A Broken Bird

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Status: Finished  |  Genre: True Confessions  |  House: Booksie Classic
A story about a dead bird and the thoughts that sparked off of it in a lonely mind.

Submitted: September 02, 2012

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Submitted: September 02, 2012

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A Broken Bird

That night I tried to take my mind off the bird but its tiny, broken lifeless frame kept swimming before my eyes. I remember taking sections of my hair, tiny sections, and systematically plaiting them. I placed one strand over the next and so on until half my head was covered in a mass of tiny, rope-like plaits. I thought of those rag dolls with wool for hair and wondered if my hair resembled one of those. After a while my hands worked automatically and my mind was free to wander back to that tiny dead bird I’d seen earlier in the day. At first it depressed me. Not the usual kind of childish sadness but a deep-rooted grief which seemed to take hold of me and shake me and at first I couldn’t understand why.

I started to think about the bird’s fleeting life. I pictured it cracking out of its egg, only to find itself perched precariously half way up a tree, faced with nothing but dead worms and the constant bleating noises of its siblings. I watched it grow in my mind, and saw it stretch out its wings. It was going to try to fly. Did it know that if failed there was a cat sitting patiently at the base of the tree just waiting to devour it? Perched at the edge of its nest I watched it for what seemed like forever. Finally it threw itself out of its home and soared high above the cat- free as a bird. I watched it climb, and glide and dive for a few short minutes. Then I watched it go crashing into a car windscreen and drop to its undignified and sudden end. The bird, crumpled in the road, was so alone and insignificant. But then again weren’t we all?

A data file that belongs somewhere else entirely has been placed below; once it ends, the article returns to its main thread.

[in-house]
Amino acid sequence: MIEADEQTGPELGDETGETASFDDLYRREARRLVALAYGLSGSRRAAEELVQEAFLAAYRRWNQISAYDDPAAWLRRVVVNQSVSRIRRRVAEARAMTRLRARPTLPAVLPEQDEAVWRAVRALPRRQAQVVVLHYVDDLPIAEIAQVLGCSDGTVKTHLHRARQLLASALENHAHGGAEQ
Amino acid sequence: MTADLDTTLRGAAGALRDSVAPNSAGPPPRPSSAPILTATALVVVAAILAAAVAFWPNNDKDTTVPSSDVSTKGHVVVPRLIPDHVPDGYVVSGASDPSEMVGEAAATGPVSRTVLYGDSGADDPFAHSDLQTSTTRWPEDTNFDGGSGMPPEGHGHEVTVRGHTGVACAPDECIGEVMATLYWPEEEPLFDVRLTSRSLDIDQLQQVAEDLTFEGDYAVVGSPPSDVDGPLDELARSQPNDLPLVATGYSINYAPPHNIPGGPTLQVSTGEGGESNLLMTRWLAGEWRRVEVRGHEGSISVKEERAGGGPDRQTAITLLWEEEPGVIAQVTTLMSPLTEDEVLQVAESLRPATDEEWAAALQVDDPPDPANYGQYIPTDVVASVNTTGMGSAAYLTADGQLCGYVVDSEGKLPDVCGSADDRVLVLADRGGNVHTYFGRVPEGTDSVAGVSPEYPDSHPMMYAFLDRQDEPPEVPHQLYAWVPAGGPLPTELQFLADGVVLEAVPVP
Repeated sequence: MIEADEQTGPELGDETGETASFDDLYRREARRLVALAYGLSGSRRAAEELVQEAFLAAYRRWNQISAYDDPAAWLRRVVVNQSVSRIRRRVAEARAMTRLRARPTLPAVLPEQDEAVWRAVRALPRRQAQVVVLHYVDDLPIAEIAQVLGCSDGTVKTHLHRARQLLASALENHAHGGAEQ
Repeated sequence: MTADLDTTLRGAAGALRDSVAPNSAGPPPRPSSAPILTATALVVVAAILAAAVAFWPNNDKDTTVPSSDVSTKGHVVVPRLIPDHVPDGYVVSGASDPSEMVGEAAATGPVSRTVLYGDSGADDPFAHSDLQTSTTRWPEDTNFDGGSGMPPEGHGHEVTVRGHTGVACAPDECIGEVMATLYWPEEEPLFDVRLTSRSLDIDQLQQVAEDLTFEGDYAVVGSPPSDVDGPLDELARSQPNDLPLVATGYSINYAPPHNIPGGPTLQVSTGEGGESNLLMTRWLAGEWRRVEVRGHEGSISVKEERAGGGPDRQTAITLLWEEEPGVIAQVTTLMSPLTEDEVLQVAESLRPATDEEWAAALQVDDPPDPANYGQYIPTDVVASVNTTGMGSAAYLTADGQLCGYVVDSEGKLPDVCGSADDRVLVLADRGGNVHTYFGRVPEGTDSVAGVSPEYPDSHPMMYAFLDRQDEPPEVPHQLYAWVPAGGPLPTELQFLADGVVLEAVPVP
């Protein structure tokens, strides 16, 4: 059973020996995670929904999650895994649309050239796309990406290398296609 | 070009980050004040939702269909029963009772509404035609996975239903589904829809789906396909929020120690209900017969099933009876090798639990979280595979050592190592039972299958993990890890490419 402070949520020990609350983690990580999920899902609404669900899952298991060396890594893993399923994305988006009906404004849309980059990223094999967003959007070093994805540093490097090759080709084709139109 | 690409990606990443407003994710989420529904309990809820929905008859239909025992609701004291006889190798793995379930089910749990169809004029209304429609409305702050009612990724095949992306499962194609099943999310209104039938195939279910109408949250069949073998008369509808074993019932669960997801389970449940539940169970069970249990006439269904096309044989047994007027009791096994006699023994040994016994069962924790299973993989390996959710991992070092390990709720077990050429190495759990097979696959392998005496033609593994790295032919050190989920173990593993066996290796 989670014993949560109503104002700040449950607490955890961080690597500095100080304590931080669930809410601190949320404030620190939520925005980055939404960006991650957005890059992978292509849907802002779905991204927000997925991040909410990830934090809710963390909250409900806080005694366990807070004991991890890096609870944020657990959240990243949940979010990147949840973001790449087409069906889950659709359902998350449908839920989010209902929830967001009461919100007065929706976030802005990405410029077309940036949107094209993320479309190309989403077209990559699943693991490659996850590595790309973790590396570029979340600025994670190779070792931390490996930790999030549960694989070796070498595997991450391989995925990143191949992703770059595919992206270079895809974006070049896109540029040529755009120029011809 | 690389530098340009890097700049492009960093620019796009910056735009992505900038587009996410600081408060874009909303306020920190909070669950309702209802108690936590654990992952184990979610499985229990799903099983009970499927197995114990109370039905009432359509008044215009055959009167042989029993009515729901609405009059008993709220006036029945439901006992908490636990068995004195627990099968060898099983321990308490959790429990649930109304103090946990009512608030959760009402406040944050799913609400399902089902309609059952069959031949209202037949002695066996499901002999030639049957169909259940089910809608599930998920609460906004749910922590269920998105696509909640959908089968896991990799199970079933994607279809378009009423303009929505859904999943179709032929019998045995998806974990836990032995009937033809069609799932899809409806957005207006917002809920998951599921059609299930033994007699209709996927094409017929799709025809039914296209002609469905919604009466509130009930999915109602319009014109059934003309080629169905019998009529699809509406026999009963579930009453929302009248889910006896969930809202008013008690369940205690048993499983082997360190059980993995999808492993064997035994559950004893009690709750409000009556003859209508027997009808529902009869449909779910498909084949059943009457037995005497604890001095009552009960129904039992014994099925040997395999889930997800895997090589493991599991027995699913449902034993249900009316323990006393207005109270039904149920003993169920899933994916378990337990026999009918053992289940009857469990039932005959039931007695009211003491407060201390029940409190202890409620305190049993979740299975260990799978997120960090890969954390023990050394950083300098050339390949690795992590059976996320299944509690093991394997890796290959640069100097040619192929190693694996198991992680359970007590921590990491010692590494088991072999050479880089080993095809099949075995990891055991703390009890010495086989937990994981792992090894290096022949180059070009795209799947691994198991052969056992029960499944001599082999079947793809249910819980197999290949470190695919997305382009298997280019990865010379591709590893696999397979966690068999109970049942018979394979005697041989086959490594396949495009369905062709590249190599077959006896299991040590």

At the end of the day, I realised, we all die alone. At this point the feeling of grief almost overcame me and I slid down my wall until I was crouching in the corner of my room, hands still mechanically plaiting my hair. My own broken, crumpled body replaced the bird’s in my mind’s eye and I saw that there was no difference. Someday I would die, and there was nothing I could do to change this. Nothing that I achieved in my life would affect it in the slightest. What was the point in keeping up the charade? Working hard, settling down, having children only to burden them with the same fate? Why would anyone want this?

Gradually though, as more and more of my hair was methodically sectioned off and plaited, I started to realise the true implications of my realisation- the freedom it gave me. I would die alone. Regardless of anything that happened in my life; I would die alone. What difference did it make that I had no friends, no family that loved me, that I wasn’t beautiful or clever? Wouldn’t the popular, lover, pretty and smart girls end up just the same as me? Just the same as that pitiful bird? I let this idea develop in my mind as I sat there, and by the time every strand of hair was neatly sectioned off and confined to its plait; the grief had lessened. Instead, tears rolled slowly down my cheeks. I rose from my awkward crouch and climbed into bed, relishing the feeling of cold covers against my legs- but at the same time feeling a sort of detachment.

Nothing could touch me now- truly deeply touch me. I felt immune to the world’ somehow above day to day life. I laughed suddenly and loudly at the idea of going to school the next day and acting like everyone else. I relished in the idea that they wouldn’t even know I was acting. They wouldn’t know what I knew. That it didn’t matter. That nothing mattered. That we all die alone.


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